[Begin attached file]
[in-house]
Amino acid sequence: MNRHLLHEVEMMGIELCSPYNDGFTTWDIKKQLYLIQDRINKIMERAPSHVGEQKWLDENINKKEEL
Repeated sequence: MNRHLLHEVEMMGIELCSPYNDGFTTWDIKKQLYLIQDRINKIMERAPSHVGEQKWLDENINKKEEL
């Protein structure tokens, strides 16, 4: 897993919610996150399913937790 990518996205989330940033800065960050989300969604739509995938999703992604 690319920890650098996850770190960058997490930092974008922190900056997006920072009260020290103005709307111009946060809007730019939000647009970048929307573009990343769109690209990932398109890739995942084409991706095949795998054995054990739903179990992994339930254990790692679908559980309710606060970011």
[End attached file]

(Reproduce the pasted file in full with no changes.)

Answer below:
[in-house]
Amino acid sequence: MNRHLLHEVEMMGIELCSPYNDGFTTWDIKKQLYLIQDRINKIMERAPSHVGEQKWLDENINKKEEL
Repeated sequence: MNRHLLHEVEMMGIELCSPYNDGFTTWDIKKQLYLIQDRINKIMERAPSHVGEQKWLDENINKKEEL
């Protein structure tokens, strides 16, 4: 897993919610996150399913937790 990518996205989330940033800065960050989300969604739509995938999703992604 690319920890650098996850770190960058997490930092974008922190900056997006920072009260020290103005709307111009946060809007730019939000647009970048929307573009990343769109690209990932398109890739995942084409991706095949795998054995054990739903179990992994339930254990790692679908559980309710606060970011």